Friday, January 7, 2011

Supplementing your Course With Blackboard -- Day 2

So you are ready to populate your course. But wait a minute. You should spend at least 20% of your technology time DESIGNING what you are going to do BEFORE you do it.
Set a Schedule to Update Content
Create a schedule. What days of the week will you update/check the site? How many hours a week are you willing to devote to Blackboard? The answer to these questions should determine your ambition as you layout a design. 

Designing Content
In terms of design, draw a napkin outline [view Fast Company article on the concept]  of your site [see example]. You don't have to use an actual napkin, a blank piece of paper which shows folders and the content which will reside inside of them is sufficient.  

The idea is to create a skeleton of your course that can act as a guide before you begin to add content. Go through existing  materials for reusable content, perhaps ask to view a colleague's site to 'borrow' ideas.

Organizing Content
Important to your layout is where you place content -- see Principles for Document Preparation (courtesy of San Diego State University).   Effective use of folders (how to create folders) in Blackboard make it easier for students to access content.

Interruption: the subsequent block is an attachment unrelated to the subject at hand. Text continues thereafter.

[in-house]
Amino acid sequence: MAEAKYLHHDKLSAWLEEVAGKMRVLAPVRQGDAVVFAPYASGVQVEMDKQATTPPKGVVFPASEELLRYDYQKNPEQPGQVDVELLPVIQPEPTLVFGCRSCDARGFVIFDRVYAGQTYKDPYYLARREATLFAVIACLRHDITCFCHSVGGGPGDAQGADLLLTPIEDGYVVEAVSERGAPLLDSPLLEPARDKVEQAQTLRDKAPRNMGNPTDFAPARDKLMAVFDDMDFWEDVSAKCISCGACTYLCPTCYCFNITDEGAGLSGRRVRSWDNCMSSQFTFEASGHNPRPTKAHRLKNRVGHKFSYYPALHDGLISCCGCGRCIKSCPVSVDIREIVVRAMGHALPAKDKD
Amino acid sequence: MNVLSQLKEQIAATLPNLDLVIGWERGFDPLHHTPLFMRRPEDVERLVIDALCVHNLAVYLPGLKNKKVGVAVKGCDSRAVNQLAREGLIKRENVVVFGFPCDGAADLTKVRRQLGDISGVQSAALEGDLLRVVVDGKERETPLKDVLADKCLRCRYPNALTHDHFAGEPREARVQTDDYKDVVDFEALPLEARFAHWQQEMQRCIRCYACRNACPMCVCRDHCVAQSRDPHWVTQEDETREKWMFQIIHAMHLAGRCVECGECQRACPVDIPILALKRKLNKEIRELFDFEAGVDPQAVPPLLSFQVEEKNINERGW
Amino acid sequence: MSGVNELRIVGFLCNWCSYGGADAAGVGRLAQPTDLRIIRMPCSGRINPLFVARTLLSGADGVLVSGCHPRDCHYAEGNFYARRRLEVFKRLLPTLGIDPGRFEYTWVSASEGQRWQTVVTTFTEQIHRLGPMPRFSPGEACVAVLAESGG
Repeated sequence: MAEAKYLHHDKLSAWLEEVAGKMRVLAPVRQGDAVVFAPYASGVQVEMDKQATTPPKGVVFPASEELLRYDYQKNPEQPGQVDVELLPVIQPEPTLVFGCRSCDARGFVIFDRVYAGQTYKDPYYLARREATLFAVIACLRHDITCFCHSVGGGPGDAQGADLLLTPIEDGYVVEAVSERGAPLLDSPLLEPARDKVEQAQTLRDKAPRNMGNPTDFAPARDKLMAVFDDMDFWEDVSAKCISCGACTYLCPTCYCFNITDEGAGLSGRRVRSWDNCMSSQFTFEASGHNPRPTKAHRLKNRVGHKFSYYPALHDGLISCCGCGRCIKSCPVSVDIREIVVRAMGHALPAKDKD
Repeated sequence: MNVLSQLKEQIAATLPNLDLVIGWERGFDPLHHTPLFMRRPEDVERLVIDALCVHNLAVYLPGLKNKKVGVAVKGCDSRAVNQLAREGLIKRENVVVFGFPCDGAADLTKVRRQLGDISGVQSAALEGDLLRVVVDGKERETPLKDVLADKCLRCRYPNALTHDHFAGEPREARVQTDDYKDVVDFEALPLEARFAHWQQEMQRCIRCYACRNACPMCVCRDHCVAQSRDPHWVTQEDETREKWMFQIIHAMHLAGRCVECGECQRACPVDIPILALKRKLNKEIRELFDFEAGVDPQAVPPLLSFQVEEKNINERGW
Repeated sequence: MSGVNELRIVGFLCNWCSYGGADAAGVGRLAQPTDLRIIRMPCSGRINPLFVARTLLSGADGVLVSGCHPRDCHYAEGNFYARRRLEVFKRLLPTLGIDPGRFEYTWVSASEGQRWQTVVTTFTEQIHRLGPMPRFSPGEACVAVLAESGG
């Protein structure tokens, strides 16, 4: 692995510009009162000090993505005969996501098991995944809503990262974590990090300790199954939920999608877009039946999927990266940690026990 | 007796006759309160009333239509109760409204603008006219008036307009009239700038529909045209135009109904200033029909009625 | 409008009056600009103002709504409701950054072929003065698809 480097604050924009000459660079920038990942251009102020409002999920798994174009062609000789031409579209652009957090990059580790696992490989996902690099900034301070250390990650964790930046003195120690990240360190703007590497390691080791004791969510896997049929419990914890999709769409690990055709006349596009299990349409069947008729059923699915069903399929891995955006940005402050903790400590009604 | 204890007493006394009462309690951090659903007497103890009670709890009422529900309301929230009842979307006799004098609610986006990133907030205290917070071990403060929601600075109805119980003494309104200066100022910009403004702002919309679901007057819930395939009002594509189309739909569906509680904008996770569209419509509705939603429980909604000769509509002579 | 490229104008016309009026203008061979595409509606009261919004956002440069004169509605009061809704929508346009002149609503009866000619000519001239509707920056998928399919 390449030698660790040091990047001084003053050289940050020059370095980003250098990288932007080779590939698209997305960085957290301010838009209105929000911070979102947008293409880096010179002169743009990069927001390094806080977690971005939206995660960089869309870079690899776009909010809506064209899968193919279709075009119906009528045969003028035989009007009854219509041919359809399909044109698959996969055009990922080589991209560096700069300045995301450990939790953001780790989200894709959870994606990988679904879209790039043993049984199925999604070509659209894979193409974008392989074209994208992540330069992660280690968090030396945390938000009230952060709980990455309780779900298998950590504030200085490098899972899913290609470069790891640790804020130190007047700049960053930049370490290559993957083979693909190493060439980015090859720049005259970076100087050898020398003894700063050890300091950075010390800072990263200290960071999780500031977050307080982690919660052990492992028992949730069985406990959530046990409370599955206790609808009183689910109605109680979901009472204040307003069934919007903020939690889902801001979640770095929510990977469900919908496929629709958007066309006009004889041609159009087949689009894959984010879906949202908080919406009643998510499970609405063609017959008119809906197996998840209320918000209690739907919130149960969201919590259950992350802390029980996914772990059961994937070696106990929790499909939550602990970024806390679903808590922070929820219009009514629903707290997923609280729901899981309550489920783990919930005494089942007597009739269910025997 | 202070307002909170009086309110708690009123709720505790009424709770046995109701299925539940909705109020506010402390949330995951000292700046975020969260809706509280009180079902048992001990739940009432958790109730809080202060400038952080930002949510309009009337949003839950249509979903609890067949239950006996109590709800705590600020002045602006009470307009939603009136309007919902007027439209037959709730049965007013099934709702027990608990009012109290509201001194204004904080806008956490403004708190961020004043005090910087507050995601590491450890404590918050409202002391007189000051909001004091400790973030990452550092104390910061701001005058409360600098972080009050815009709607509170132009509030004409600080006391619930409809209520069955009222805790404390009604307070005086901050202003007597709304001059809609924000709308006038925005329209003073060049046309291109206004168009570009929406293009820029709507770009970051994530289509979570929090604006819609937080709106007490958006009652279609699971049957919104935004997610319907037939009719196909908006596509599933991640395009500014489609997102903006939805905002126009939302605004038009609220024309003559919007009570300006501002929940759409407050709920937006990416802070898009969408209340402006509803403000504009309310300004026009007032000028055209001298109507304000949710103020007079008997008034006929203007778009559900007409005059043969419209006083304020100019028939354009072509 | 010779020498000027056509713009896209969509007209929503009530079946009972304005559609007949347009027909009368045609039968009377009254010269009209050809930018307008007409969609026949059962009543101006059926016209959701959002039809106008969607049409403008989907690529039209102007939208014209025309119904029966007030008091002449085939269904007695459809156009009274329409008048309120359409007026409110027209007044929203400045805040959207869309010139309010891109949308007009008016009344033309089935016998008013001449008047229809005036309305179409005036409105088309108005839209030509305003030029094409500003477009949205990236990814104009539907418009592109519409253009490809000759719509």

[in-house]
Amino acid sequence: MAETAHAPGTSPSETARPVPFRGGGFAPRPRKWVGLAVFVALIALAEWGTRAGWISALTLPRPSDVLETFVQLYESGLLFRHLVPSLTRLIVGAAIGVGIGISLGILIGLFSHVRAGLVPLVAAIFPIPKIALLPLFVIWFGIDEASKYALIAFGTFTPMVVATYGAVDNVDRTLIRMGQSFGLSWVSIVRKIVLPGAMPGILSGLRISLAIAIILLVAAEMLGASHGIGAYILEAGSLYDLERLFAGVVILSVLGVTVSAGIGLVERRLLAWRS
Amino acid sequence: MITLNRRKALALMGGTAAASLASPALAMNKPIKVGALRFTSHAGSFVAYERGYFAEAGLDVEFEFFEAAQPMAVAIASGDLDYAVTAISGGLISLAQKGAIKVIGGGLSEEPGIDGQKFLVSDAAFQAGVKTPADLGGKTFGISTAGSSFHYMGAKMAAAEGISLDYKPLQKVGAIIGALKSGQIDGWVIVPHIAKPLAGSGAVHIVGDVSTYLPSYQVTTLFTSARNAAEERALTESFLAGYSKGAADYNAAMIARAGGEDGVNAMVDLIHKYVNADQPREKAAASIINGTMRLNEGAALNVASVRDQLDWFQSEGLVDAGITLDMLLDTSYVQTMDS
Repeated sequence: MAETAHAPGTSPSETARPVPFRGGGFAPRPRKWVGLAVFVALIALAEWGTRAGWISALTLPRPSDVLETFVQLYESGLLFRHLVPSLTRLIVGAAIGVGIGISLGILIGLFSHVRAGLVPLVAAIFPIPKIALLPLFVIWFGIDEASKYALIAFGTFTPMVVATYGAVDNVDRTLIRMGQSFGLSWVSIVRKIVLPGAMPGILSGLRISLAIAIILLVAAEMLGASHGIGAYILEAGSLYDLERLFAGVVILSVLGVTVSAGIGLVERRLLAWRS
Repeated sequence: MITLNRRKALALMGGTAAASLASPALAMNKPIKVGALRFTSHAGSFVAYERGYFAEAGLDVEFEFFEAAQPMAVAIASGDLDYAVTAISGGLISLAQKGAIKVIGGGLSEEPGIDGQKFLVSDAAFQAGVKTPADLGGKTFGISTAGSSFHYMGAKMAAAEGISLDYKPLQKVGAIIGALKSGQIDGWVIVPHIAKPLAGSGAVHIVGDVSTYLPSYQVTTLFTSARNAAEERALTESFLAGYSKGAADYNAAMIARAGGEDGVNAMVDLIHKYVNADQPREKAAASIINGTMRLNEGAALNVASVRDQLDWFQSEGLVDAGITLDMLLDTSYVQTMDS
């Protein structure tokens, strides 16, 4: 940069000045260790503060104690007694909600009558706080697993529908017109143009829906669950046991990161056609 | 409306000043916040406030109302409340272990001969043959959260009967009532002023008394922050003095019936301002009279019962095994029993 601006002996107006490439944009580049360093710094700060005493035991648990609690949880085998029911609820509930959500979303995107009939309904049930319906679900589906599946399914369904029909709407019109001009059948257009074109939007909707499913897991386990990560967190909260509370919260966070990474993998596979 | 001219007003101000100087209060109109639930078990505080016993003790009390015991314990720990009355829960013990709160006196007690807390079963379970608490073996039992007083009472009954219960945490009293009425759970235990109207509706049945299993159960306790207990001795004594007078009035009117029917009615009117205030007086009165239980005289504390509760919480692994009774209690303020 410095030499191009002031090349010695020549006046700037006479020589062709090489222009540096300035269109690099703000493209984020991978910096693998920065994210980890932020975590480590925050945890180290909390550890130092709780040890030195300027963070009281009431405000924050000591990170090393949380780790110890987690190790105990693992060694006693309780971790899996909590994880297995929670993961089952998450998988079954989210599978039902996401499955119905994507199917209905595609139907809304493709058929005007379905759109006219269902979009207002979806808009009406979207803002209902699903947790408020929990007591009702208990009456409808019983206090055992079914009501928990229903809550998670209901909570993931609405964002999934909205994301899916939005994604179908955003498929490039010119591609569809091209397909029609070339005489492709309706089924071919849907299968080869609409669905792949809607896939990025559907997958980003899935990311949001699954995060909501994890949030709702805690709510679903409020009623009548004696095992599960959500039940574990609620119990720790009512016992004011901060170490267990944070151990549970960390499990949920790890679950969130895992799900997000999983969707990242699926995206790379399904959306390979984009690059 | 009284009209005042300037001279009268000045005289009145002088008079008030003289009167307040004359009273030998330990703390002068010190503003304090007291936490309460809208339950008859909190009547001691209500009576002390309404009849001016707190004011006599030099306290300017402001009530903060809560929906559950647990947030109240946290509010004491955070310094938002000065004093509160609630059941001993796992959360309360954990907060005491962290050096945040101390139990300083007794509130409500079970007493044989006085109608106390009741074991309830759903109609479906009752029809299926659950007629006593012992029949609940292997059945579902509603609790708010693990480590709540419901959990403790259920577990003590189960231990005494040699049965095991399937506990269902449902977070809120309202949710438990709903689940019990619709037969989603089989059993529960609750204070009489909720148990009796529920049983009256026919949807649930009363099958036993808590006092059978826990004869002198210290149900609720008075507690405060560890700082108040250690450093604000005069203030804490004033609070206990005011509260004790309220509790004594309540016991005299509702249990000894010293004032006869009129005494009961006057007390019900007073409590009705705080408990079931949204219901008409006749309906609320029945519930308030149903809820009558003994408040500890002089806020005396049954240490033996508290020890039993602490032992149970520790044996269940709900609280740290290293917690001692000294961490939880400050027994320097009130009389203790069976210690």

At a minimum, your sketch should show where content will be placed and how folders will be employed (I humbly suggest grouping content by week, so all content for a certain week can easily be accessed).  

Lastly, determine what assessments (quizzes, tests, papers -- see Blackboard tutorials on assessment) will be employed via Blackboard.  Assessments managed by Blackboard allow students to view grades and be aware of their progress in the course via the Grade Center.
Planning Communication
Also dedicate some space to communication, perhaps creating a discussion board to act as a Digital Cafe, where students can correspond with one another or ask questions to yourself and the class.  The tabs along the left side of your Blackboard site are the most effective way direct students to content.  You have the ability to modify the order of tabs, rename, hide or delete items.

File Management
Lastly, you may want to develop a file management strategy for your computer.  There's nothing worst than knowing you created the world's best powerpoint, but now can't find it on your computer.  While thumb drives or emailing it to yourself is one option, online file storage services (like, or Google Docs - 
) may be a more effective strategy for accessing your files from any computer (sometimes called cloud computing).

Dr. Dan Gutwein (a former colleague) of the Center for Professional and Organizational Development at Montgomery College  created a nifty Flash presentation for faculty which discusses file management strategies.  View the graphic below to see how to access the tutorial.

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